What are Primitive Reflexes?
Our nervous system develops reflexes from as early as 5 weeks in the womb. These emerge in order to enable the baby to participate in the birthing process, and then survive and develop in the outside world. Gestational and early infant reflexes are the basis for movement, sensory integration and socialisation, and they should disappear/integrate once the associated developmental stages of early infancy and childhood are successfully achieved. Sometimes there can be disruptions in this integration process and the primitive reflexes are retained which have been postulated to be a contributing factor in a wide range of symptoms that are obstacles to successful learning at any stage. The use of very small and seemingly insignificant movements are utilised to help calm and integrate reflexes in children and adults alike, and can be a useful tool for self regulation at any age.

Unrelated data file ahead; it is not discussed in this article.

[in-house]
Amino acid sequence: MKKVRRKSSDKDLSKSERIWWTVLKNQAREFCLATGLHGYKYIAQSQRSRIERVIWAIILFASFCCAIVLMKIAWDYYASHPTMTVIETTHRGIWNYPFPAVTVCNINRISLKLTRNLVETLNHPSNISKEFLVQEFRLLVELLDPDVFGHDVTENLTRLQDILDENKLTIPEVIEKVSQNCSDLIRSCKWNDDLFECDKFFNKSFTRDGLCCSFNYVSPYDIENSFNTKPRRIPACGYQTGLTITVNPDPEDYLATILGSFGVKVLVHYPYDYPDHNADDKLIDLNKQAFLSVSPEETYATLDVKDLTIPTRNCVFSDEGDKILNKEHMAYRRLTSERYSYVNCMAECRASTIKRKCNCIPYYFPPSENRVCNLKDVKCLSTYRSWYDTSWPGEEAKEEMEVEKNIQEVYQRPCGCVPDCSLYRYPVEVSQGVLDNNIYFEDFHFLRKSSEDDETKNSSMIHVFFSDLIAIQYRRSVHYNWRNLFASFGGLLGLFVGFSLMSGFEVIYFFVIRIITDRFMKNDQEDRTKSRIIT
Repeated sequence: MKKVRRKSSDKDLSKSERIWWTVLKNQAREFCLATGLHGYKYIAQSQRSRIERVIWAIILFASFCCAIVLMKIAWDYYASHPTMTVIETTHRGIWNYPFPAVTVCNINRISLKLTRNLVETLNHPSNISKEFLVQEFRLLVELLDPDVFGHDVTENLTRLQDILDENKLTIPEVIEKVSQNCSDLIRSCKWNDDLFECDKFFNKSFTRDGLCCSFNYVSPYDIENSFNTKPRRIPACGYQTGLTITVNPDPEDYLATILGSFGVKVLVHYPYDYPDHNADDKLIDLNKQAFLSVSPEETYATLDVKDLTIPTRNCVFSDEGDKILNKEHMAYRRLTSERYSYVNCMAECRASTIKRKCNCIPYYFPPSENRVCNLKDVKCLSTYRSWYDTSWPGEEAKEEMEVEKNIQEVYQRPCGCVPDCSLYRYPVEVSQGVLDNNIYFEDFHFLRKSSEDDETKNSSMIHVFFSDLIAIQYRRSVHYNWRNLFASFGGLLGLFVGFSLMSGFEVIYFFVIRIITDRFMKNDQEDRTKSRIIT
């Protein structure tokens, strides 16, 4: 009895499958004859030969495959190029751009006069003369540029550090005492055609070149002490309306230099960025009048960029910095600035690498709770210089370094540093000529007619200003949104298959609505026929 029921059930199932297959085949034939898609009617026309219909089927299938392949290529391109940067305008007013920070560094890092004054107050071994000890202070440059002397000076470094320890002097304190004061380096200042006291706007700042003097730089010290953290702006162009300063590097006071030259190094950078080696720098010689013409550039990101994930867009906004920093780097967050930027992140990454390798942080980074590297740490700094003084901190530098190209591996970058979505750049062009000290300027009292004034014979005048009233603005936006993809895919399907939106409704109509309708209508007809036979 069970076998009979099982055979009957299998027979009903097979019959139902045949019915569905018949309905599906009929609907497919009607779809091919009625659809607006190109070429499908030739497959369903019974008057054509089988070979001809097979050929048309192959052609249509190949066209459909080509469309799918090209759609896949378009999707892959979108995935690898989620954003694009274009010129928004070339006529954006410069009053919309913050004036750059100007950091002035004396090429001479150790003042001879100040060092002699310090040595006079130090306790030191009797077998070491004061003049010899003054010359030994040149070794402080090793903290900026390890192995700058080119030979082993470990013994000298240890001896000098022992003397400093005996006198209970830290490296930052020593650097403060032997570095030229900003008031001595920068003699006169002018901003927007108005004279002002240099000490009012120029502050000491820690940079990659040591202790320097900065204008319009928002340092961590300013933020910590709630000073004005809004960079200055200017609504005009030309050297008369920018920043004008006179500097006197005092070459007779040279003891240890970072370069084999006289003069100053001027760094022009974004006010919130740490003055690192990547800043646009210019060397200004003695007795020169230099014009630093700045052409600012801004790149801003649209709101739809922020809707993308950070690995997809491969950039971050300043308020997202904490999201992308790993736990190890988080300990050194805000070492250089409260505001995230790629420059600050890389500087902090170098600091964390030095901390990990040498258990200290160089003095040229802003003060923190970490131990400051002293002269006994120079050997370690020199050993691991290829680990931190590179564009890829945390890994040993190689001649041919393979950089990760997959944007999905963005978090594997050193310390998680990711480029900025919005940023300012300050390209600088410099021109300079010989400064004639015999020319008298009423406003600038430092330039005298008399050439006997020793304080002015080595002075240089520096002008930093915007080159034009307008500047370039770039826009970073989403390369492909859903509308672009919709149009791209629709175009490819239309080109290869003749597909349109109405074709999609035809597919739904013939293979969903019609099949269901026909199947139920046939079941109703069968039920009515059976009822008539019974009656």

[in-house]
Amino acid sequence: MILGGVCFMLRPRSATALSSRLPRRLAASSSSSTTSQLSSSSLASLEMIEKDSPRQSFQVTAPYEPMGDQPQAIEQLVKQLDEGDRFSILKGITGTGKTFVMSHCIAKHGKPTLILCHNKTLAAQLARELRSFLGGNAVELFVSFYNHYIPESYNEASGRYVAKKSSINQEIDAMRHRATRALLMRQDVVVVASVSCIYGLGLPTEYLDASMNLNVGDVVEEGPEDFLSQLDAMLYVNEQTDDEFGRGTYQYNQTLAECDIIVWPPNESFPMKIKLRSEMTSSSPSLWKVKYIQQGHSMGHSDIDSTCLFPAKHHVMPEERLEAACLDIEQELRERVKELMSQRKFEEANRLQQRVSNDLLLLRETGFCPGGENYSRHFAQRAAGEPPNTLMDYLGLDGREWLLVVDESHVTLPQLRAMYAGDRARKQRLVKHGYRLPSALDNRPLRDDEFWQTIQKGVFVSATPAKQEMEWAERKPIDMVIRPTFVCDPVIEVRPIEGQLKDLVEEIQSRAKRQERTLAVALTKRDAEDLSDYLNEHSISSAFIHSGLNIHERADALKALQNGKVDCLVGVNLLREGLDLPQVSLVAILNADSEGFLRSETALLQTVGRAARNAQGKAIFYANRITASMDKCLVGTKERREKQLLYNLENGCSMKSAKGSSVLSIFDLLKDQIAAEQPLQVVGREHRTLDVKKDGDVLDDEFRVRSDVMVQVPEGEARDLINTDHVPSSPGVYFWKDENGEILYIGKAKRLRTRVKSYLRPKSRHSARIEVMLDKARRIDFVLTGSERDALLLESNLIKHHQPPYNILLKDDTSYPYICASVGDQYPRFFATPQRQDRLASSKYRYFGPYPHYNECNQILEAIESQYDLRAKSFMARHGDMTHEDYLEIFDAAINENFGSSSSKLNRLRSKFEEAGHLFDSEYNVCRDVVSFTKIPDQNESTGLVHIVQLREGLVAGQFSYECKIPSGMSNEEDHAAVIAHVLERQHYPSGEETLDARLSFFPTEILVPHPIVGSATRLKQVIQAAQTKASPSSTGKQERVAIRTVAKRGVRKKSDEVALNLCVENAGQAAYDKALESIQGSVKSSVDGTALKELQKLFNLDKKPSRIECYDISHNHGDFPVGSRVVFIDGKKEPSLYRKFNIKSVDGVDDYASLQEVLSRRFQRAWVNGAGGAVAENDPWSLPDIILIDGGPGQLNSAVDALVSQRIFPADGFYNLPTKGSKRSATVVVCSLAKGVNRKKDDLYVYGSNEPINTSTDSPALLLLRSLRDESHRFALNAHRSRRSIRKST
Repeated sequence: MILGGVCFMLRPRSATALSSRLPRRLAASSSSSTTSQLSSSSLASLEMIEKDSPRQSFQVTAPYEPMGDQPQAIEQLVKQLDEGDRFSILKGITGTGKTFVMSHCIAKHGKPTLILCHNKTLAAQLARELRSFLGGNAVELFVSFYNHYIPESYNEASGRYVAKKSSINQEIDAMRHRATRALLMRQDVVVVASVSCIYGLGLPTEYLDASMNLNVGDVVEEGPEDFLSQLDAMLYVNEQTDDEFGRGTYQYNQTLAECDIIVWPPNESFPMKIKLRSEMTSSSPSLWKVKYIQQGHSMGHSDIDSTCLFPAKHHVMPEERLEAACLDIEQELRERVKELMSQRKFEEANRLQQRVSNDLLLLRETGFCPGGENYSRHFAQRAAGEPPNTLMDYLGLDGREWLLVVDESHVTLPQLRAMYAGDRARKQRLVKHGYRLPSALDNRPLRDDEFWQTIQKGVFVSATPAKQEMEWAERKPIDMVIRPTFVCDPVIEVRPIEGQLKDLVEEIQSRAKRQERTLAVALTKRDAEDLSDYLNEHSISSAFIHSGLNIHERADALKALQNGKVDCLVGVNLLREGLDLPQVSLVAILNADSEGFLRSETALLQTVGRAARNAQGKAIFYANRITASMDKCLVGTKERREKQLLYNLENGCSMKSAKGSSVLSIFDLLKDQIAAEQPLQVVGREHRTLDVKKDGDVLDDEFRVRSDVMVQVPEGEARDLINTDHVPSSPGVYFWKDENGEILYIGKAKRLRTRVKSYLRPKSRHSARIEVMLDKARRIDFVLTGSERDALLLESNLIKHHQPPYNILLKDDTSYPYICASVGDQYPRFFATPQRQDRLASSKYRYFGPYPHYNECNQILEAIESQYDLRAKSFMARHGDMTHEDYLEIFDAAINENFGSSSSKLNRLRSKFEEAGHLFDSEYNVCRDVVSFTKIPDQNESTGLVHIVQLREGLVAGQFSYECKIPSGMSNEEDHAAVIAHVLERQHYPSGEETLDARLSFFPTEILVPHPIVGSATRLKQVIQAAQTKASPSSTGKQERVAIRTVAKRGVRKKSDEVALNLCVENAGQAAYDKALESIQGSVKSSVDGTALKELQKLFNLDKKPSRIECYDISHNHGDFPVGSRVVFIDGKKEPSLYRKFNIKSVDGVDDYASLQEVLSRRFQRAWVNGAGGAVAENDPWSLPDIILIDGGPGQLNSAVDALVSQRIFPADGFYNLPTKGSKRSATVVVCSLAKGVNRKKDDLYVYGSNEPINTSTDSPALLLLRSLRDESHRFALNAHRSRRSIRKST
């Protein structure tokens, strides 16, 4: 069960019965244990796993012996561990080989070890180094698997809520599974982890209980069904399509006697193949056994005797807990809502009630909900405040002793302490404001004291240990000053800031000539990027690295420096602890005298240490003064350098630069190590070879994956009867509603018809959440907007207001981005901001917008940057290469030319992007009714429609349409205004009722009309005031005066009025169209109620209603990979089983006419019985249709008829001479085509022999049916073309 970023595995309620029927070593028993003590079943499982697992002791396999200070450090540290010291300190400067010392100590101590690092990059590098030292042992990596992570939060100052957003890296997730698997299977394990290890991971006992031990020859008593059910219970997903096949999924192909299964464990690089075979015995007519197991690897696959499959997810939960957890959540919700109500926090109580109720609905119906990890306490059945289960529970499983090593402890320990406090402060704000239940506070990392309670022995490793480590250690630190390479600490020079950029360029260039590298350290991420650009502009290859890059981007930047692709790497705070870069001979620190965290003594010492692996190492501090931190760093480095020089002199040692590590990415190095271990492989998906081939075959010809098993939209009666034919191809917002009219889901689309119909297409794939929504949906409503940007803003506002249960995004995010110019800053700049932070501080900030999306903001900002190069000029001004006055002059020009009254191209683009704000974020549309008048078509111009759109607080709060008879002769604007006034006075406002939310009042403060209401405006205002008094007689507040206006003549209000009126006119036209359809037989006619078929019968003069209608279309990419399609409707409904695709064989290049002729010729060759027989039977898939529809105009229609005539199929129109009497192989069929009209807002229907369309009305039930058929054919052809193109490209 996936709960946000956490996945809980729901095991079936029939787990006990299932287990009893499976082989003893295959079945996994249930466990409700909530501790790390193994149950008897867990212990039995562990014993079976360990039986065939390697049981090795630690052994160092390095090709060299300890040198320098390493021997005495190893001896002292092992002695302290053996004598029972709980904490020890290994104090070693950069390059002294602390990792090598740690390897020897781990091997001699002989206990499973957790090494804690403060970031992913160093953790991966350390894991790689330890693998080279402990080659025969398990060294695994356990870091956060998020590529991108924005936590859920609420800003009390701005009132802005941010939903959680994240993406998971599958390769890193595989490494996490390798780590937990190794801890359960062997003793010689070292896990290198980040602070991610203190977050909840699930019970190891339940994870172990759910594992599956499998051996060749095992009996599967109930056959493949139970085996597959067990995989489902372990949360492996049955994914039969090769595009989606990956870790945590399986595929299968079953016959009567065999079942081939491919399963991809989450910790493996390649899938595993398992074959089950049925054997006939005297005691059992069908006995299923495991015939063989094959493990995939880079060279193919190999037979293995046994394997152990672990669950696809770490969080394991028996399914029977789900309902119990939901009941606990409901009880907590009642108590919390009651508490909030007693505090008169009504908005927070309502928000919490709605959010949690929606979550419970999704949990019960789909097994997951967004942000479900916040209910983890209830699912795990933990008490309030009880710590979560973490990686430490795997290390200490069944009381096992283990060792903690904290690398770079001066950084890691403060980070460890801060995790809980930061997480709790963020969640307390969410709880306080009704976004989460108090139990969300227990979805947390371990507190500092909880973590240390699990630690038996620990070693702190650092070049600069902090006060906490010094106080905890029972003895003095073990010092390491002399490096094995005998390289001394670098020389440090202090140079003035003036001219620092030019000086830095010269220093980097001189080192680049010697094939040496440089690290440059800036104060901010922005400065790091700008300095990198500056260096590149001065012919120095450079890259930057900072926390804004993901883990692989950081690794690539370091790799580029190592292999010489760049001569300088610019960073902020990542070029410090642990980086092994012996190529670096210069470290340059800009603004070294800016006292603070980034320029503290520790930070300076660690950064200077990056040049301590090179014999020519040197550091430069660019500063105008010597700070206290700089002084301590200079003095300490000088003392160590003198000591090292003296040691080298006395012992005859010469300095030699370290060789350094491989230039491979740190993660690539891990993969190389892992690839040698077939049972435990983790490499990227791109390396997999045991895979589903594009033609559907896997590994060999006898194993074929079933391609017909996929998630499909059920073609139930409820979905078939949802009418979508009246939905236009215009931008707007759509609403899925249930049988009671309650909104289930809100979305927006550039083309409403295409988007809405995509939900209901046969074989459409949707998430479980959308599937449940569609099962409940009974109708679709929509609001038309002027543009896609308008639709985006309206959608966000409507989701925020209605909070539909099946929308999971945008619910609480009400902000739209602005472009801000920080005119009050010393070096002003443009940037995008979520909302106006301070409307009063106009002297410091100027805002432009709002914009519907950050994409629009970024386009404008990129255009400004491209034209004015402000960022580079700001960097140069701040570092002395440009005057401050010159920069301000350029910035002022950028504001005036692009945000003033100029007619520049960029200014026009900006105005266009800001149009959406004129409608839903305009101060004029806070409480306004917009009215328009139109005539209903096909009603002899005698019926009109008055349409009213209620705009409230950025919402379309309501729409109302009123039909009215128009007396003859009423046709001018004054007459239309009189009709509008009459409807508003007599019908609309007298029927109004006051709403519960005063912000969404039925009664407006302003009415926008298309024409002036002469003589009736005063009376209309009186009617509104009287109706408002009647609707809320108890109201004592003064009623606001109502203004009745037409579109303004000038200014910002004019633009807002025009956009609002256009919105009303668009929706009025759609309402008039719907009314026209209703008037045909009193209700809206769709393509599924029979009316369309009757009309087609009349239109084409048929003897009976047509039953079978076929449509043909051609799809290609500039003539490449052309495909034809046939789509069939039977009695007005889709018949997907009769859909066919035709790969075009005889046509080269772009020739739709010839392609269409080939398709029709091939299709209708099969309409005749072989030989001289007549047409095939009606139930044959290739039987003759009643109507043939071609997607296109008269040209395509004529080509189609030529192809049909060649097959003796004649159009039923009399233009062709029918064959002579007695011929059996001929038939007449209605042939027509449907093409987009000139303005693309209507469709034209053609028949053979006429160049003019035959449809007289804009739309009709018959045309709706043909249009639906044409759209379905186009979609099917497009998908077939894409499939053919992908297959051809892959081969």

It is not uncommon that I pick up possible retained primitive reflexes when doing rehabilitation exercises, and will suggest the integrative movements as part of the home exercise plan.